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Print Version Main Index : Biographies : Life of John Bunyan Index : Page 22
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The Life of John Bunyan
by Edmund Venables, M.A.

CHAPTER V. - continued

The Coronation which took place very soon after this interview, April 13, 1661, afforded a prospect of release without unworthy submission. The customary proclamation, which allowed prisoners under sentence for any offence short of felony to sue out a pardon for twelve months from that date, suspended the execution of the sentence of banishment and gave a hope that the prison doors might be opened for him. The local authorities taking no steps to enable him to profit by the royal clemency, by inserting his name in the list of pardonable offenders, his second wife, Elizabeth, travelled up to London, - no slight venture for a young woman not so long raised from the sick bed on which the first news of her husband's arrest had laid her, - and with dauntless courage made her way to the House of Lords, where she presented her petition to one of the peers, whom she calls Lord Barkwood, but whom unfortunately we cannot now identify. He treated her kindly, and showed her petition to other peers, who appear to have been acquainted with the circumstances of Bunyan's case. They replied that the matter was beyond their province, and that the question of her husband's release was committed to the judges at the next assizes. These assizes were held at Bedford in the following August. The judges of the circuit were Twisden and Sir Matthew Hale. From the latter - the friend of Richard Baxter, who, as Burnet records, took great care to "cover the Nonconformists, whom he thought too hardly used, all he could from the seventies some designed; and discouraged those who were inclined to stretch the laws too much against them" - Bunyan's case would be certain to meet with sympathetic consideration. But being set to administer the law, not according to his private wishes, but according to its letter and its spirit, he was powerless to relieve him. Three several times did Bunyan's noble-hearted wife present her husband's petition that he might be heard, and his case taken impartially into consideration. But the law forbad what Burnet calls Sir Matthew Hale's "tender and compassionate nature" to have free exercise. He "received the petition very mildly at her hand, telling her that he would do her and her husband the best good he could; but he feared he could do none." His brother judge's reception of her petition was very different. Having thrown it into the coach, Twisden "snapt her up," telling her, what after all was no more than the truth, that her husband was a convicted person, and could not be released unless he would promise to obey the law and abstain from preaching. On this the High Sheriff, Edmund Wylde, of Houghton Conquest, spoke kindly to the poor woman, and encouraged her to make a fresh application to the judges before they left the town. So she made her way, "with abashed face and trembling heart," to the large chamber at the Old Swan Inn at the Bridge Foot, where the two judges were receiving a large number of the justices of the peace and other gentry of the county. Addressing Sir Matthew Hale she said, "My lord, I make bold to come again to your lordship to know what may be done with my husband." Hale received her with the same gentleness as before, repeated what he had said previously, that as her husband had been legally convicted, and his conviction was recorded, unless there was something to undo that he could do her no good. Twisden, on the other hand, got violently angry, charged her brutally with making poverty her cloak, told her that her husband was a breaker of the peace, whose doctrine was the doctrine of the devil, and that he ran up and down and did harm, while he was better maintained by his preaching than by following his tinker's craft. At last he waxed so violent that "withal she thought he would have struck her." In the midst of all his coarse abuse, however, Twisden hit the mark when he asked: "What! you think we can do what we list?" And when we find Hale, confessedly the soundest lawyer of the time, whose sympathies were all with the prisoner, after calling for the Statute Book, thus summing up the matter: "I am sorry, woman, that I can do thee no good. Thou must do one of these three things, viz., either apply thyself to the king, or sue out his pardon, or get a writ of error," which last, he told her, would be the cheapest course - we may feel sure that Bunyan's Petition was not granted because it could not be granted legally. The blame of his continued imprisonment lay, if anywhere, with the law, not with its administrators. This is not always borne in mind as it ought to be. As Mr. Froude remarks, "Persons often choose to forget that judges are sworn to administer the law which they find, and rail at them as if the sentences which they are obliged by their oath to pass were their own personal acts." It is not surprising that Elizabeth Bunyan was unable to draw this distinction, and that she left the Swan chamber in tears, not, however, so much at what she thought the judges' "hardheartedness to her and her husband," as at the thought of "the sad account such poor creatures would have to give" hereafter, for what she deemed their "opposition to Christ and His gospel."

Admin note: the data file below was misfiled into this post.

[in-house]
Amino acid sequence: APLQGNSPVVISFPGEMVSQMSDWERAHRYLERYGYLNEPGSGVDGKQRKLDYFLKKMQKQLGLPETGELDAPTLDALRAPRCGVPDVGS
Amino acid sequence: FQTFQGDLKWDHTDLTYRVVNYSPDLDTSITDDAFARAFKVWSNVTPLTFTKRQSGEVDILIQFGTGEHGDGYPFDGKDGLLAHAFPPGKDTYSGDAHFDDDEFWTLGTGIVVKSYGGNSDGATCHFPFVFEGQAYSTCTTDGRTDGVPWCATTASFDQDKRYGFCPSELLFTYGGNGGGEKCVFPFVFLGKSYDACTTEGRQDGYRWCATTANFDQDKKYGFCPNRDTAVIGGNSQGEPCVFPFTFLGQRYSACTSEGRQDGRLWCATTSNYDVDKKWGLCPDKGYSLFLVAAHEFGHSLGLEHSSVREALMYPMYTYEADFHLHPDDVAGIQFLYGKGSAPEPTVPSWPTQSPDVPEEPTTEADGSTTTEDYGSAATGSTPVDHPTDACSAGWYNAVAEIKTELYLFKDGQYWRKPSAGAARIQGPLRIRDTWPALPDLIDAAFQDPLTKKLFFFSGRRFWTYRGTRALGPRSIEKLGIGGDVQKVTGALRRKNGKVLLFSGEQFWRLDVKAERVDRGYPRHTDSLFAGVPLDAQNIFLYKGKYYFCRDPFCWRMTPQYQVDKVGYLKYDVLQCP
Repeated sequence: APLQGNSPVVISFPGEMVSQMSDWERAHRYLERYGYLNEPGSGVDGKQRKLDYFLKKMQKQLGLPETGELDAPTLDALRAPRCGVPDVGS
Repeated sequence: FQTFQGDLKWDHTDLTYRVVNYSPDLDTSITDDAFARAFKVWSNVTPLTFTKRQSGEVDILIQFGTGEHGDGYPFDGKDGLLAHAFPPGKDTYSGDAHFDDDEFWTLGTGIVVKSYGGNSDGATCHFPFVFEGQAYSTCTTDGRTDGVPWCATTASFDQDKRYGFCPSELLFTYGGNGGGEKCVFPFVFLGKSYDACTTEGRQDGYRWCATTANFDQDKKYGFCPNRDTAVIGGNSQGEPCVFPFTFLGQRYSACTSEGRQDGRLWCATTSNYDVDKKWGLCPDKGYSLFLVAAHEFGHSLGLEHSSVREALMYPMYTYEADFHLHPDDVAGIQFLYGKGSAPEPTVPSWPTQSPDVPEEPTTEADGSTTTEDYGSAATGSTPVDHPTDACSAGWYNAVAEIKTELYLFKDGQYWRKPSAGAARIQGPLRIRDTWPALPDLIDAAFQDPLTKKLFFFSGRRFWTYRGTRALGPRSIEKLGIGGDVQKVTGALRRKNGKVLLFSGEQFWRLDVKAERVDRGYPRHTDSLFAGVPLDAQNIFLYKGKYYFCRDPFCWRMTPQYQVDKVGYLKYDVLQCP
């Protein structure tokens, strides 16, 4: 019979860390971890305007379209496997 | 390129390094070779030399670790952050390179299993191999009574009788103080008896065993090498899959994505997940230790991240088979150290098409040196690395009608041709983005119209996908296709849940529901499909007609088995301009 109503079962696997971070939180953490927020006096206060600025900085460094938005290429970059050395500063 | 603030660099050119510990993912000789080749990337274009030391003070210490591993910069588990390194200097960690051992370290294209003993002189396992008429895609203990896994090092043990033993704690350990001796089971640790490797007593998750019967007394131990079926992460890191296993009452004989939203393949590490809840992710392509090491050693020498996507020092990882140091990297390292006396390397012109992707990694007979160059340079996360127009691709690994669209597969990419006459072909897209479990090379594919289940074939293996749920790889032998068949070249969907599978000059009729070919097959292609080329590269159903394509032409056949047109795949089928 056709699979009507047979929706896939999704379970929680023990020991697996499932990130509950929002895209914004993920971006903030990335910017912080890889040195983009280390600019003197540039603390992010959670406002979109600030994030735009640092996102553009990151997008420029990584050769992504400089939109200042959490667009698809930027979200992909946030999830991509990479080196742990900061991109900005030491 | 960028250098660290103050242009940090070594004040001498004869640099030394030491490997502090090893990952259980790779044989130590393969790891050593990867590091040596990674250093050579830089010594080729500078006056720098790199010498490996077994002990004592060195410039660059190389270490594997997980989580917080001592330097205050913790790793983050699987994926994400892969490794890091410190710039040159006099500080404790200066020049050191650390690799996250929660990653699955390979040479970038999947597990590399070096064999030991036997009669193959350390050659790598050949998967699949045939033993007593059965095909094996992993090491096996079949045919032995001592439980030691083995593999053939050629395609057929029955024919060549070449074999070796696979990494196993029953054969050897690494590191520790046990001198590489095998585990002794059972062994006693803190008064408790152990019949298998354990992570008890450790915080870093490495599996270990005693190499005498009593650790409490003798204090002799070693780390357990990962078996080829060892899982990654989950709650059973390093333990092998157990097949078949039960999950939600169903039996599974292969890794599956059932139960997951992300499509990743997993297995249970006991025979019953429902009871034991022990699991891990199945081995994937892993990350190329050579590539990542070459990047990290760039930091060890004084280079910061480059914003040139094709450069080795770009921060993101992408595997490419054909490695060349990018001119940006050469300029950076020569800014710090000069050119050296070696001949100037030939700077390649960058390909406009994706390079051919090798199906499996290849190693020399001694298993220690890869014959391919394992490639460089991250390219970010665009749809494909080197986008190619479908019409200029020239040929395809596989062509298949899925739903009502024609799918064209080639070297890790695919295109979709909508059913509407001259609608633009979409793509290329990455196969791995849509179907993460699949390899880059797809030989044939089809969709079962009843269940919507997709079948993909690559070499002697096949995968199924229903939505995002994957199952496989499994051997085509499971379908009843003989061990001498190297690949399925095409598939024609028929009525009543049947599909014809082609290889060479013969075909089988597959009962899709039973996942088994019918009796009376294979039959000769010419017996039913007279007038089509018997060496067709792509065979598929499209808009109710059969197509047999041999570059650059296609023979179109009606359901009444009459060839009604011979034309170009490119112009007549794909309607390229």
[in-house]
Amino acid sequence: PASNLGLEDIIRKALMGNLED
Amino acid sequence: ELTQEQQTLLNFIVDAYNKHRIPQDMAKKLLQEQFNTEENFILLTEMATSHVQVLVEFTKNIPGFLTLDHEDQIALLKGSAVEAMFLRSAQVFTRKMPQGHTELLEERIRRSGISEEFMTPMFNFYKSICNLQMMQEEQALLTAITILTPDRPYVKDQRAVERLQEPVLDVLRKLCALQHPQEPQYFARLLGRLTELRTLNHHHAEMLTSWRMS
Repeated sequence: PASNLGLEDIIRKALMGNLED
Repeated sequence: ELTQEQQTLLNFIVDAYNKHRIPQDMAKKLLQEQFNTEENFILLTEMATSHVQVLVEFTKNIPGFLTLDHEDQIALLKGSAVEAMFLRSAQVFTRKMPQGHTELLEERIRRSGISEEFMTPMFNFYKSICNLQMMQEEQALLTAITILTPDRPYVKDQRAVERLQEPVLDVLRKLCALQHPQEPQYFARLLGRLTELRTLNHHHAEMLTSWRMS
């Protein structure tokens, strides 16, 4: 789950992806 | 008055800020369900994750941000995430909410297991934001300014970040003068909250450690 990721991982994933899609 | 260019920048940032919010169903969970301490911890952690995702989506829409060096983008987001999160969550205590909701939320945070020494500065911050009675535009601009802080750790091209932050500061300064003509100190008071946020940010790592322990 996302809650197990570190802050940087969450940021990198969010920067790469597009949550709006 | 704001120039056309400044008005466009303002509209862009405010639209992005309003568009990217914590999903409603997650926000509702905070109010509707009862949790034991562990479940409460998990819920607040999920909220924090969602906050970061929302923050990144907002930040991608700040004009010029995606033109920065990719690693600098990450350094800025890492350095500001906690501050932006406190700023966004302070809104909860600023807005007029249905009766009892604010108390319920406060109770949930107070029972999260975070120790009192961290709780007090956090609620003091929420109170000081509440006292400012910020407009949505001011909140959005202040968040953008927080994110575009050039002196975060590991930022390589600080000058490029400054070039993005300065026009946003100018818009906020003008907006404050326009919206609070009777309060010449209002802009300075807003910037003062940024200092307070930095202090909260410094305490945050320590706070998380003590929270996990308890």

No steps seem to have been taken by Bunyan's wife, or any of his influential friends, to carry out either of the expedients named by Hale. It may have been that the money needed was not forthcoming, or, what Southey remarks is "quite probable," - "because it is certain that Bunyan, thinking himself in conscience bound to preach in defiance of the law, would soon have made his case worse than it then was."

At the next assizes, which were held in January, 1662, Bunyan again made strenuous efforts to get his name put on the calendar of felons, that he might have a regular trial before the king's judges and be able to plead his cause in person. This, however, was effectually thwarted by the unfriendly influence of the county magistrates by whom he had been committed, and the Clerk of the Peace, Mr. Cobb, who having failed in his kindly meant attempt to induce "Neighbour Bunyan" to conform, had turned bitterly against him and become one of his chief enemies. "Thus," writes Bunyan, "was I hindered and prevented at that time also from appearing before the judge, and left in prison." Of this prison, the county gaol of Bedford, he remained an inmate, with one, short interval in 1666, for the next twelve years, till his release by order of the Privy Council, May 17, 1672.